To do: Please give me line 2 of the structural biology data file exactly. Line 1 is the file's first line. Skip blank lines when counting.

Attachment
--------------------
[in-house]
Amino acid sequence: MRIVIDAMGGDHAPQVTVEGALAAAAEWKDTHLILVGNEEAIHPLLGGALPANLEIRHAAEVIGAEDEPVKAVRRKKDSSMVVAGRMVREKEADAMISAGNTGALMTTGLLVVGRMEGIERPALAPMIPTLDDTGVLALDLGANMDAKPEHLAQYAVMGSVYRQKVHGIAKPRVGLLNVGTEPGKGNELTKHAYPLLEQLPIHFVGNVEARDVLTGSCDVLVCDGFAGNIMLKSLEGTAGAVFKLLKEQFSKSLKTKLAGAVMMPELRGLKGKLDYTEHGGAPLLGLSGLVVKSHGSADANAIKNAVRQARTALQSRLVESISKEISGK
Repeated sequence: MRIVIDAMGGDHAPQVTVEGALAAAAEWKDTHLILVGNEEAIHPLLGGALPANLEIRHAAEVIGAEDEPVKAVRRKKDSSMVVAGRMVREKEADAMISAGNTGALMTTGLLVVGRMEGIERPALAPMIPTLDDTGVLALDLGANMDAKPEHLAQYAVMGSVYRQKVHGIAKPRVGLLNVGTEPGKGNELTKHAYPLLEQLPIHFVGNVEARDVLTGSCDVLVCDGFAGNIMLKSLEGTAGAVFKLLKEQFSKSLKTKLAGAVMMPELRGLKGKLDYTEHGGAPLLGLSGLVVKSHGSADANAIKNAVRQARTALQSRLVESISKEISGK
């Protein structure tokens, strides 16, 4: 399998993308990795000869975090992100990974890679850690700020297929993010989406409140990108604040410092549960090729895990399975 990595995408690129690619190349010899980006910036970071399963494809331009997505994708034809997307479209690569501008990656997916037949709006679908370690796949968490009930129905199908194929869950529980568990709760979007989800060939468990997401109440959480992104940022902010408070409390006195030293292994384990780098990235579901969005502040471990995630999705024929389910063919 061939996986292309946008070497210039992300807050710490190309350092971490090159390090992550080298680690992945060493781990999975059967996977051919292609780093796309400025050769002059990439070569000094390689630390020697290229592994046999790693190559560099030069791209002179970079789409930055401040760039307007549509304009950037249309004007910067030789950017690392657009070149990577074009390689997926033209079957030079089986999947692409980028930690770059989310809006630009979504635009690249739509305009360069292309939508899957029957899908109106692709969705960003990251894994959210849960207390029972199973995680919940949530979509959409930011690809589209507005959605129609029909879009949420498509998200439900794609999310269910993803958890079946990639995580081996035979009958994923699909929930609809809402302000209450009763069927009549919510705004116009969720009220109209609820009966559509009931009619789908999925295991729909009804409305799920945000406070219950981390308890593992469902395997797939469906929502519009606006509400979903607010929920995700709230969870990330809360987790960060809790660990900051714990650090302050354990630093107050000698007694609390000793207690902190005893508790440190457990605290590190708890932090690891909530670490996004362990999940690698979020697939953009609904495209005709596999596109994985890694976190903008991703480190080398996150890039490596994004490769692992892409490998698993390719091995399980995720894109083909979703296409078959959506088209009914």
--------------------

Amino acid sequence: MRIVIDAMGGDHAPQVTVEGALAAAAEWKDTHLILVGNEEAIHPLLGGALPANLEIRHAAEVIGAEDEPVKAVRRKKDSSMVVAGRMVREKEADAMISAGNTGALMTTGLLVVGRMEGIERPALAPMIPTLDDTGVLALDLGANMDAKPEHLAQYAVMGSVYRQKVHGIAKPRVGLLNVGTEPGKGNELTKHAYPLLEQLPIHFVGNVEARDVLTGSCDVLVCDGFAGNIMLKSLEGTAGAVFKLLKEQFSKSLKTKLAGAVMMPELRGLKGKLDYTEHGGAPLLGLSGLVVKSHGSADANAIKNAVRQARTALQSRLVESISKEISGK